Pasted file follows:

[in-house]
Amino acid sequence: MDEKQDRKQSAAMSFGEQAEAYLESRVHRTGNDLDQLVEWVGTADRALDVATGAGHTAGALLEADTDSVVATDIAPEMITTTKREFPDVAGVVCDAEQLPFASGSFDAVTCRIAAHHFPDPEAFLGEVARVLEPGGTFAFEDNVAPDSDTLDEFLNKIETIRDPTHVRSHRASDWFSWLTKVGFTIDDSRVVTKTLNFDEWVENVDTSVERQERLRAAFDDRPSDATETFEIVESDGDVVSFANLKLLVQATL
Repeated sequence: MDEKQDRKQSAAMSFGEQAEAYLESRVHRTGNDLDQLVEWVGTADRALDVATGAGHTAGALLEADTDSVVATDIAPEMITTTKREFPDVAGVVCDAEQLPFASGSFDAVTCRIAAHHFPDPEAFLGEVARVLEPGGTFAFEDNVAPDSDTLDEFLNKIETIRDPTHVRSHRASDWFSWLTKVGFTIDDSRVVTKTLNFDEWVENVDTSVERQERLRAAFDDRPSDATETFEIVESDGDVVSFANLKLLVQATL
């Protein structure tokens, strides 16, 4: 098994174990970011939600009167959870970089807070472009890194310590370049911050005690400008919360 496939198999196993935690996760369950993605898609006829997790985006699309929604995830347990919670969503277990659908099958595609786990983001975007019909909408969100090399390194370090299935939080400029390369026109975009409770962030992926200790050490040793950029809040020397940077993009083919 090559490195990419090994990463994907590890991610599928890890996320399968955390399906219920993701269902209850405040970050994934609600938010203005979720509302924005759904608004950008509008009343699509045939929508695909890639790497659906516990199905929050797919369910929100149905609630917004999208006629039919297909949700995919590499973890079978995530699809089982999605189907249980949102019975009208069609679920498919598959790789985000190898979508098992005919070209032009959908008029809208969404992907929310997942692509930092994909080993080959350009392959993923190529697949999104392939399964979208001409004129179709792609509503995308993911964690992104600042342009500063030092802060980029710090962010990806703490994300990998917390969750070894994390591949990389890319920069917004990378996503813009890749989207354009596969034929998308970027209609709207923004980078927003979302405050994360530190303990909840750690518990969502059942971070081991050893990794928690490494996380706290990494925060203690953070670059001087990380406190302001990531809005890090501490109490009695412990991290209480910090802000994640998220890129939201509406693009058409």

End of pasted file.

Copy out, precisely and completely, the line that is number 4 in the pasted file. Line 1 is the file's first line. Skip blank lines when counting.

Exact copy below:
């Protein structure tokens, strides 16, 4: 098994174990970011939600009167959870970089807070472009890194310590370049911050005690400008919360 496939198999196993935690996760369950993605898609006829997790985006699309929604995830347990919670969503277990659908099958595609786990983001975007019909909408969100090399390194370090299935939080400029390369026109975009409770962030992926200790050490040793950029809040020397940077993009083919 090559490195990419090994990463994907590890991610599928890890996320399968955390399906219920993701269902209850405040970050994934609600938010203005979720509302924005759904608004950008509008009343699509045939929508695909890639790497659906516990199905929050797919369910929100149905609630917004999208006629039919297909949700995919590499973890079978995530699809089982999605189907249980949102019975009208069609679920498919598959790789985000190898979508098992005919070209032009959908008029809208969404992907929310997942692509930092994909080993080959350009392959993923190529697949999104392939399964979208001409004129179709792609509503995308993911964690992104600042342009500063030092802060980029710090962010990806703490994300990998917390969750070894994390591949990389890319920069917004990378996503813009890749989207354009596969034929998308970027209609709207923004980078927003979302405050994360530190303990909840750690518990969502059942971070081991050893990794928690490494996380706290990494925060203690953070670059001087990380406190302001990531809005890090501490109490009695412990991290209480910090802000994640998220890129939201509406693009058409």